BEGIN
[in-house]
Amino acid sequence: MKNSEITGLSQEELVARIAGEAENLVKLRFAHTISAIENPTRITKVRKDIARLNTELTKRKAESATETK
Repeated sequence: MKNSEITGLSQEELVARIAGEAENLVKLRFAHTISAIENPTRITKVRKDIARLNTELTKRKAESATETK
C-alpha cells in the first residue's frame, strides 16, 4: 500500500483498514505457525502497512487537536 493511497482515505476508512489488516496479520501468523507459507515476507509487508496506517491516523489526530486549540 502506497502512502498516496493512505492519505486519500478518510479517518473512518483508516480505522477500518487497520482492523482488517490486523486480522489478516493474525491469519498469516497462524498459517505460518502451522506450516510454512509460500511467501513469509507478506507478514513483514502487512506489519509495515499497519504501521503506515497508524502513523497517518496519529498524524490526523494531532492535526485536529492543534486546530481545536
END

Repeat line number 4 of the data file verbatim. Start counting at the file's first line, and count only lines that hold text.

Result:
C-alpha cells in the first residue's frame, strides 16, 4: 500500500483498514505457525502497512487537536 493511497482515505476508512489488516496479520501468523507459507515476507509487508496506517491516523489526530486549540 502506497502512502498516496493512505492519505486519500478518510479517518473512518483508516480505522477500518487497520482492523482488517490486523486480522489478516493474525491469519498469516497462524498459517505460518502451522506450516510454512509460500511467501513469509507478506507478514513483514502487512506489519509495515499497519504501521503506515497508524502513523497517518496519529498524524490526523494531532492535526485536529492543534486546530481545536